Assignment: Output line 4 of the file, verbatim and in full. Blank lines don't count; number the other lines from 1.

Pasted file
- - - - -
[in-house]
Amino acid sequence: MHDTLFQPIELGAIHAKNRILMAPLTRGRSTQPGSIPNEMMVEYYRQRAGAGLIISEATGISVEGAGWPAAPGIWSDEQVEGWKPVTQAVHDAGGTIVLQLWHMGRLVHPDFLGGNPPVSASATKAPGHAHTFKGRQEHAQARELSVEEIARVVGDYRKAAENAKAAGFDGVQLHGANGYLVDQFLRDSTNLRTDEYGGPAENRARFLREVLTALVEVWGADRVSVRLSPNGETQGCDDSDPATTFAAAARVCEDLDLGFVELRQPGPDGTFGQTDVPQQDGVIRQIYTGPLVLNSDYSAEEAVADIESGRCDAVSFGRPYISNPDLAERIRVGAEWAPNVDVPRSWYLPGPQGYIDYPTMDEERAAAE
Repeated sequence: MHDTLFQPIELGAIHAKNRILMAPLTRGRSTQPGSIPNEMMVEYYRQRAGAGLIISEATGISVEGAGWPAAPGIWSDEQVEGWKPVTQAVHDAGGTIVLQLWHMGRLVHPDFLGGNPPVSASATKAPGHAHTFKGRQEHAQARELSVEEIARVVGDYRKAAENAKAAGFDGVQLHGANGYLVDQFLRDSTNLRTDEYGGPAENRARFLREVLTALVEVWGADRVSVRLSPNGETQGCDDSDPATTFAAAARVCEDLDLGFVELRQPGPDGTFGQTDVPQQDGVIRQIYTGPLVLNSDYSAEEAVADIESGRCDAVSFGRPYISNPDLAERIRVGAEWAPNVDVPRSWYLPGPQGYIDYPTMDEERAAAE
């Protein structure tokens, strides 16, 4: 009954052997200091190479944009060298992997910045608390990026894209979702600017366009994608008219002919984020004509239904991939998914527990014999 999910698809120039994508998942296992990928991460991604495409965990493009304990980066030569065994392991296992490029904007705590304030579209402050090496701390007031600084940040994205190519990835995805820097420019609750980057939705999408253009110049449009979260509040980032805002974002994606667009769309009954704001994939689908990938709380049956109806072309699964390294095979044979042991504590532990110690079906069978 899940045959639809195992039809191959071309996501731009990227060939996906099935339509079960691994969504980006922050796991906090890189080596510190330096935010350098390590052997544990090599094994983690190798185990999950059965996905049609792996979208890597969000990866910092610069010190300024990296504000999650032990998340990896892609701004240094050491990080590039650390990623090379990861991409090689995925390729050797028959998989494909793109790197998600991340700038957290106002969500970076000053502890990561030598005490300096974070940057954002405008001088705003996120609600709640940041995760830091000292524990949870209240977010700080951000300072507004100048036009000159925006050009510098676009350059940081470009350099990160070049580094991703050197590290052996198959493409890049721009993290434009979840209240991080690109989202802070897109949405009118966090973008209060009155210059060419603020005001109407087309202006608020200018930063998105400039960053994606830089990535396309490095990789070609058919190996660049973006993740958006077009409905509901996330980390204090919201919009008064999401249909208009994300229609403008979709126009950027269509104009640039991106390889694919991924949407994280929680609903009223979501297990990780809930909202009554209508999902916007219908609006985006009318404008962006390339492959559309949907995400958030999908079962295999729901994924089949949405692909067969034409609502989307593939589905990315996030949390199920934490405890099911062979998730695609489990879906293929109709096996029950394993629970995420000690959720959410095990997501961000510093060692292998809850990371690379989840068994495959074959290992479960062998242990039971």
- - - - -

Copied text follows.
């Protein structure tokens, strides 16, 4: 009954052997200091190479944009060298992997910045608390990026894209979702600017366009994608008219002919984020004509239904991939998914527990014999 999910698809120039994508998942296992990928991460991604495409965990493009304990980066030569065994392991296992490029904007705590304030579209402050090496701390007031600084940040994205190519990835995805820097420019609750980057939705999408253009110049449009979260509040980032805002974002994606667009769309009954704001994939689908990938709380049956109806072309699964390294095979044979042991504590532990110690079906069978 899940045959639809195992039809191959071309996501731009990227060939996906099935339509079960691994969504980006922050796991906090890189080596510190330096935010350098390590052997544990090599094994983690190798185990999950059965996905049609792996979208890597969000990866910092610069010190300024990296504000999650032990998340990896892609701004240094050491990080590039650390990623090379990861991409090689995925390729050797028959998989494909793109790197998600991340700038957290106002969500970076000053502890990561030598005490300096974070940057954002405008001088705003996120609600709640940041995760830091000292524990949870209240977010700080951000300072507004100048036009000159925006050009510098676009350059940081470009350099990160070049580094991703050197590290052996198959493409890049721009993290434009979840209240991080690109989202802070897109949405009118966090973008209060009155210059060419603020005001109407087309202006608020200018930063998105400039960053994606830089990535396309490095990789070609058919190996660049973006993740958006077009409905509901996330980390204090919201919009008064999401249909208009994300229609403008979709126009950027269509104009640039991106390889694919991924949407994280929680609903009223979501297990990780809930909202009554209508999902916007219908609006985006009318404008962006390339492959559309949907995400958030999908079962295999729901994924089949949405692909067969034409609502989307593939589905990315996030949390199920934490405890099911062979998730695609489990879906293929109709096996029950394993629970995420000690959720959410095990997501961000510093060692292998809850990371690379989840068994495959074959290992479960062998242990039971």